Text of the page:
Is BlackBerry Ltd too Canadian to fail?

Is BlackBerry Ltd too Canadian to fail?

Terence Corcoran | 27/09/13 5:33 PM ET
More from Terence Corcoran | @terencecorcoran

Saving BlackBerry to keep it Canadian ignores the success in our history of failure

Some already call him the Warren Buffett of Canada, but if Prem Watsa hopes to hold on to that flattering label he might want to drop the Canadian nationalism that seems to be driving his attempt to take control of BlackBerry Ltd. A big nationalist spirit pops up whenever the head of Fairfax Financial talks about his US$4.7-billion plan to buy all the outstanding shares of the world famous smart phone maker. As he put it the other day, “One of the reasons I went on the [BlackBerry] board, and I said it publicly, was to keep the company in Canada and to make sure it survives and exists in Canada. It is one of Canada’s most successful companies. Companies do fall on hard times and they come back again and we expect this company to do the same.”We must assume Mr. Watsa is serious when he rolls out the Canadian angle as one of his prime motivations. We must accept that he genuinely wants to save BlackBerry not just because he believes there’s a business there to be salvaged and revived, but because BlackBerry is a Canadian enterprise that must be saved because it is Canadian.

Thousands and perhaps even millions of Canadians probably share the same emotional if not quite rational view. The company founded by Jim Balsillie and Mike Lazaridis now apparently needs to be coddled and protected. At BlackBerry’s peak, the two CEOs became local heroes, iconic corporate stars, symbols of a collective national achievement who somehow represent features of our national psyche. They are us, we are them.

It’s not the first time.

Back in 2009, Mr. Lazaridis himself played to the nationalist gallery when he appeared before a House of Commons committee to argue against the sale of some Nortel Network assets to a Swedish company.  To make his point, he hauled out the tired old industrial policy tear-jerker yarn about the Avro Arrow, the Canadian-made and Canadian-designed fighter jet killed by Ottawa in 1959. “Fifty years later we consider the disposition of another beachhead [Nortel] built by Canadian ingenuity,” he told Parliamentarians. “Let us learn from our history and not make the same mistake again.”

At different points in history, Canadians have sought to preserve businesses as if they were part of our identity. We want to hold on to them. Protect and own them when they’re great, prop them up when they are weak, cry for them when they die, avenge them when they are buried.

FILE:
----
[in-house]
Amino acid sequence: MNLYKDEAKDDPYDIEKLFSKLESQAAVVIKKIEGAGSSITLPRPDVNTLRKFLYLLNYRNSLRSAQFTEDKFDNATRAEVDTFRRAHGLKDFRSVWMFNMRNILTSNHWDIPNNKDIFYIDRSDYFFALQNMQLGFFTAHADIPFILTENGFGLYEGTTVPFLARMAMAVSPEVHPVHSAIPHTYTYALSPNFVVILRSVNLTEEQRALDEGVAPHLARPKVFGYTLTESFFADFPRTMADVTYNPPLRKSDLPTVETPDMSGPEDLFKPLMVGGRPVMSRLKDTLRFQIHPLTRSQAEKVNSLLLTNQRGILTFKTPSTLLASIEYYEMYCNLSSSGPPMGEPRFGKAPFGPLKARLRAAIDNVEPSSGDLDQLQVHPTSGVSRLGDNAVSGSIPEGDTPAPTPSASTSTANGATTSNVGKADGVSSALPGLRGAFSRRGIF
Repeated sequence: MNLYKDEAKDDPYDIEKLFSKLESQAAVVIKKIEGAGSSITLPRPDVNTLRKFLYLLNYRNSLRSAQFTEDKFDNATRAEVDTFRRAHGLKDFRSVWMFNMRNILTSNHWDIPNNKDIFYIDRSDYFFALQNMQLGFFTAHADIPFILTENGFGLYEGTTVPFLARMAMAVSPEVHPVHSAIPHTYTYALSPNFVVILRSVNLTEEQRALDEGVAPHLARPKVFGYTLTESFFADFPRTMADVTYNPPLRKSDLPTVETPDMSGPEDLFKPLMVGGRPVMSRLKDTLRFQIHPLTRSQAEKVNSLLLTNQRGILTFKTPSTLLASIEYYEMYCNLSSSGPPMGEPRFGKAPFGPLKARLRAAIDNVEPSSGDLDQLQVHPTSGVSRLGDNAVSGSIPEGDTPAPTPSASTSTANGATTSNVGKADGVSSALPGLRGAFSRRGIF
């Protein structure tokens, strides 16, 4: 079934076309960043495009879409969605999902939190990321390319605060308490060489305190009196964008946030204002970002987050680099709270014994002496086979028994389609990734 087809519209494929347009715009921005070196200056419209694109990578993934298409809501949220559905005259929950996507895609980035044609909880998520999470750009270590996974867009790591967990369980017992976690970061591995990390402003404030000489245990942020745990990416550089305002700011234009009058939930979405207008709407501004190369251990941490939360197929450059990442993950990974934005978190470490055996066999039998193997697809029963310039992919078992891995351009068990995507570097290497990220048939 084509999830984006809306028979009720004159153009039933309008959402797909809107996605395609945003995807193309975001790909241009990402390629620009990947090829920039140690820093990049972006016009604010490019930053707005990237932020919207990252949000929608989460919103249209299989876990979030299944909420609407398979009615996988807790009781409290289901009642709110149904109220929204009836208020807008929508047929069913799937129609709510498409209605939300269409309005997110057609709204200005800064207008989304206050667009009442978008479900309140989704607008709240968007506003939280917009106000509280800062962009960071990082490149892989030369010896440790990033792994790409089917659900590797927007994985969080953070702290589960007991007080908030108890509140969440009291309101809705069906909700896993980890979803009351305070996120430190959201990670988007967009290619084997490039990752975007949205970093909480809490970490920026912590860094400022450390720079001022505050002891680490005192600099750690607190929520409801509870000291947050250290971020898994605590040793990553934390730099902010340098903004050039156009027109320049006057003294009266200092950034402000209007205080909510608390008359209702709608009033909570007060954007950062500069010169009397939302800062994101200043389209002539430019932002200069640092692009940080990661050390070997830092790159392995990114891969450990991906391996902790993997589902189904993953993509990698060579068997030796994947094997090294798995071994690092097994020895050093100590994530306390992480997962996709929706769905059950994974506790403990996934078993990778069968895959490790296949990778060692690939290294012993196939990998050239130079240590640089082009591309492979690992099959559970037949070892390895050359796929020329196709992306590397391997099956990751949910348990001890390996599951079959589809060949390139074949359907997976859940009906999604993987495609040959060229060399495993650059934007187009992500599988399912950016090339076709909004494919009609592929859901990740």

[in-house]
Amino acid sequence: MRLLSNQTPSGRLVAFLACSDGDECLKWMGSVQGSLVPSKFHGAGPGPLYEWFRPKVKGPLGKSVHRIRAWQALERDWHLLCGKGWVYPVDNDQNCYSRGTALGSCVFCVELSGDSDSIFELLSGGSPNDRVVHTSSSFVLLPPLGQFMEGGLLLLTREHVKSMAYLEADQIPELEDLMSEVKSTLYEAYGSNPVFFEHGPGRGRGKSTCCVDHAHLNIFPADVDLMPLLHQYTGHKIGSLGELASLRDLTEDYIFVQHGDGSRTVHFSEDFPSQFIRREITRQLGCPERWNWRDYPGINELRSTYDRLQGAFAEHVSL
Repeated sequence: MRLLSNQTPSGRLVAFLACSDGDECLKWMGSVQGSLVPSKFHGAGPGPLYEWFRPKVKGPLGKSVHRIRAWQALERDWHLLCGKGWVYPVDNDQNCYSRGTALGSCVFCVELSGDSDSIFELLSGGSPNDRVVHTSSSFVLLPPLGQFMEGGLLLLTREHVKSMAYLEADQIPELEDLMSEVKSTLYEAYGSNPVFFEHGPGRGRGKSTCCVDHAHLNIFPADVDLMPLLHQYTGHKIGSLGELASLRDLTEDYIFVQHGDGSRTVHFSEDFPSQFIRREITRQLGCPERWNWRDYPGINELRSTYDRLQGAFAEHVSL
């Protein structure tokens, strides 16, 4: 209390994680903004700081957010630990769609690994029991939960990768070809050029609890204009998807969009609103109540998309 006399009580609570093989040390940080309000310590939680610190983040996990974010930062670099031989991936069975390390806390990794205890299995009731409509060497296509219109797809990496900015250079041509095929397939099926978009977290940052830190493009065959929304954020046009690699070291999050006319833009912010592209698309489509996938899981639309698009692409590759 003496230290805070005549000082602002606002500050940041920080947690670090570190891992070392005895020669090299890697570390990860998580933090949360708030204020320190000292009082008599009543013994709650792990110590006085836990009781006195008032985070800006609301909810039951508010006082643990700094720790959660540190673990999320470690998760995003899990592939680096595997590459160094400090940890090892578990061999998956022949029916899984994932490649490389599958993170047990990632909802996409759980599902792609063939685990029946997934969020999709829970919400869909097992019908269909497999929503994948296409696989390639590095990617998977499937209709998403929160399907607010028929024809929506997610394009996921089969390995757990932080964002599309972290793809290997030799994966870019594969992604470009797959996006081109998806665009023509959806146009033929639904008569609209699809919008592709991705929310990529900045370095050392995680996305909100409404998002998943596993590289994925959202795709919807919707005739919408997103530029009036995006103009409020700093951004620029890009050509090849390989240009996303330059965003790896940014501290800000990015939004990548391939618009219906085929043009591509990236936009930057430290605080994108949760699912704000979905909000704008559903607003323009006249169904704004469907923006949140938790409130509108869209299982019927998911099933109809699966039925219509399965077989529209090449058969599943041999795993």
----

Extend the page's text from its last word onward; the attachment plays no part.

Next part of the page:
Except, of course, that Canadian corporate history is littered with the bones of enterprises that came and went, died young or failed in old age, and are now barely remembered, if at all. “Some firms are so far gone we can’t even remember them,” said the great Canadian historian, Michael Bliss, in an interview this week.

In his 1987 book, Northern Enterprise: Five Centuries of Canadian Business, the former University of Toronto professor unsentimentally documented the rise and fall of whole industries and scores of companies. During the interview we came up with dozens of once-famous Canadians companies, BlackBerry forerunners that not too long ago were seen as Too Canadian To Fail or too important to fall into the hands of foreigners.

The global tractor giant Massey-Ferguson; the national retail powerhouse T. Eaton Co.; the Tilden car rental business; the steel giants Stelco, Algoma and Dofasco; Dome Petroleum; the household appliance makers Inglis and GSW; telecom equipment giant Nortel Networks; the Reichmann’s Olympia & York real estate empire.

And who can forget — except most Canadians have forgotten or have likely never heard of — Michael Cowpland and Terry Matthews, the two flamboyant Ottawa whiz kids who founded Mitel Networks in 1973. Mitel Networks became a world-beater in the telecom switching business. Along with Nortel, Mitel was at the heart of Ottawa’s Silicon Valley North, before it ran into financial troubles in the 1980s and was sold to British Telecom, which a few years later broke the company up. Various Mitel pieces continued to operate for years.

Cowpland and Matthews were the Balsillie and Lazaridis of the 1980s. Whether BlackBerry will evolve along the lines of Mitel, with various parts continuing to exist for years, would be nothing but speculation at the moment.

The idea that companies such as BlackBerry or Mitel or Eaton’s or Massey-Ferguson can and somehow should endure is mostly a fantasy of the moment that ignores history. Businesses and their executives are sometimes treated like sports heroes whose teams we want and expect to win. When sports teams lose, however, we shrug and move on to next year. The same should be true for businesses that run into losing streaks and often disappear. Tomorrow is another day and another batch of entrepreneurs and circumstances will conspire to produce new successes — and more failures.